The site of Maryhill Central Station is now occupied by Maryhill Shopping Centre, which was built in the early 1980s. However, a space was left in the basement of the shopping centre to allow the line to be re-opened in future; this was still considered an option in the mid-1990s when, with the building of a large bingo hall on the site, a channel was provided for the original line to be re-opened below ground-level. However, this option was eliminated with the sale of land for housing along many parts of the track in the Kirklee and Cleveden sections of the route, along with the demolition of many of the bridges in the area for safety reasons. Maryhill Shopping Centre was demolished in early 2010 and replaced by a new Tesco supermarket. The void beneath the supermarket for the railway station has again been retained to allow the future possibility of reopening the railway line.
Viewed from Garrioch Road, the 4.57pm Clydebank Riverside to Possil train, hauled by an ex-LMSR Class 4 2-6-4T, has passed Kelvinside North Junction and is approaching Maryhill Central Station on 10th September, 1963. This was a workers' train, conveying some of the thousands who worked at John Brown's Shipyard at Clydebank, and this train and the corresponding morning working were at this time the only trains using the west side of the triangle to Partick West Junction. [W.A.C. Smith]
The present Dalmarnock Station was situated on the Glasgow Central Railway, now known as the Argyle Line, and opened on 1st November, 18905. It was built adjacent to an earlier high level station which opened on 24th June, 1841, and closed when the present station opened. The earlier high level station was situated on the Rutherglen & Balornock line, often referred-to as the Switchback line. The present station is 2¼ miles south-east of Glasgow Central Low Level Station, and serves the district of Dalmarnock in the east end of Glasgow. The station is fifteen minutes' walk away from the Parkead Stadium of Celtic Football Club. The northern part of the station is located in a tunnel.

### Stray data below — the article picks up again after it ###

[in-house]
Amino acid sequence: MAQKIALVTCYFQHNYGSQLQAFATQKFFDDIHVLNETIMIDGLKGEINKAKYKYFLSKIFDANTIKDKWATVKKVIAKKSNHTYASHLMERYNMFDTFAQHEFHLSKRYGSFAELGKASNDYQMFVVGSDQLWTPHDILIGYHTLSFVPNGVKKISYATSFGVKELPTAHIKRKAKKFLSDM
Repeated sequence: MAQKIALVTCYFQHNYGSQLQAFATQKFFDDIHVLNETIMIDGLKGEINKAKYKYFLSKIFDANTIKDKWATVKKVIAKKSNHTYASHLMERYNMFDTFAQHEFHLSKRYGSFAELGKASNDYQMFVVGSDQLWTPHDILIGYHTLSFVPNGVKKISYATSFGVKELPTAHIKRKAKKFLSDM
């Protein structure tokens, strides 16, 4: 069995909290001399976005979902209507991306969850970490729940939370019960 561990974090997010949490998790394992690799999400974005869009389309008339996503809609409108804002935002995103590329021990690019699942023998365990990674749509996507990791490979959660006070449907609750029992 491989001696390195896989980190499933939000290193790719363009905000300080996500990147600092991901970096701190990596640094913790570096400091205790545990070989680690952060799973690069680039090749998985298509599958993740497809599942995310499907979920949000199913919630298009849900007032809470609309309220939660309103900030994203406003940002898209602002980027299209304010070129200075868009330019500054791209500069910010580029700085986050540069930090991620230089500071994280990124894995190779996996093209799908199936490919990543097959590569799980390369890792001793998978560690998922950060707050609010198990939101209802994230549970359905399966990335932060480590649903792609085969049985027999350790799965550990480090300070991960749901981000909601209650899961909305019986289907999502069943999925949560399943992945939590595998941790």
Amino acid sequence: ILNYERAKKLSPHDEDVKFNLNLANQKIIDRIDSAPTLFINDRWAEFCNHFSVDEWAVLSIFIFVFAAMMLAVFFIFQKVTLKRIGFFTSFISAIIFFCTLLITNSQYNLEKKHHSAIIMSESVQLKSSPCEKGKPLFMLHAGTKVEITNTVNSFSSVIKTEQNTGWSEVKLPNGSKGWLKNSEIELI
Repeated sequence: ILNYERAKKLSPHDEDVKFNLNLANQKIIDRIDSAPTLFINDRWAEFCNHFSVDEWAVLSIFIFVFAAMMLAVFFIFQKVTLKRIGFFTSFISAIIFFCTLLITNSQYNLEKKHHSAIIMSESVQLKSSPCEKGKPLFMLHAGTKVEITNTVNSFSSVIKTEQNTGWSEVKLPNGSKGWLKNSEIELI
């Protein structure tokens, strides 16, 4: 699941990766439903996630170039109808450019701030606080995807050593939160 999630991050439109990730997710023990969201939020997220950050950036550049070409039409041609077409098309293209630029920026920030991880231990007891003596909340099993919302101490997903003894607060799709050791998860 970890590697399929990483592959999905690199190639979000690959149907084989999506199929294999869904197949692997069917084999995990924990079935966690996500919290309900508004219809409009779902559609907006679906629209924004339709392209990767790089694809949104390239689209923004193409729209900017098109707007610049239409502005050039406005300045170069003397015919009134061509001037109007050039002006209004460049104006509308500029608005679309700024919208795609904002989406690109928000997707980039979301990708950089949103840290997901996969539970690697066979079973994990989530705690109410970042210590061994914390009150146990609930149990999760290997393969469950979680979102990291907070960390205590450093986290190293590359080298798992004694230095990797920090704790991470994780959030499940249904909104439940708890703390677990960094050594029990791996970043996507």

Dalmarnock Station underwent a revamp for the 2014 Commonwealth Games. This is the second station to bear this name. The station underwent a full revamp in connection with the 2014 Commonwealth Games due to its proximity to the athletes' village and several sports venues. Lifts have been installed and a new street-level entrance and ticket office constructed. The station closed for renovation on 3rd June, 2012, and reopened on 23rd May, 2013.
A southward view towards Rutherglen at Dalmarnock Station in July 1977, during the rebuilding of the central section of the Glasgow Central Railway. Paved track has been installed but not much more. Dalmarnock Station has recently been refurbished in conjunction with the 2014 Commonwealth Games, many of the venues for which were located nearby. Sadly, the more conveniently-located Parkhead Stadium Station remains disused. [Eastbank Model Railway Club]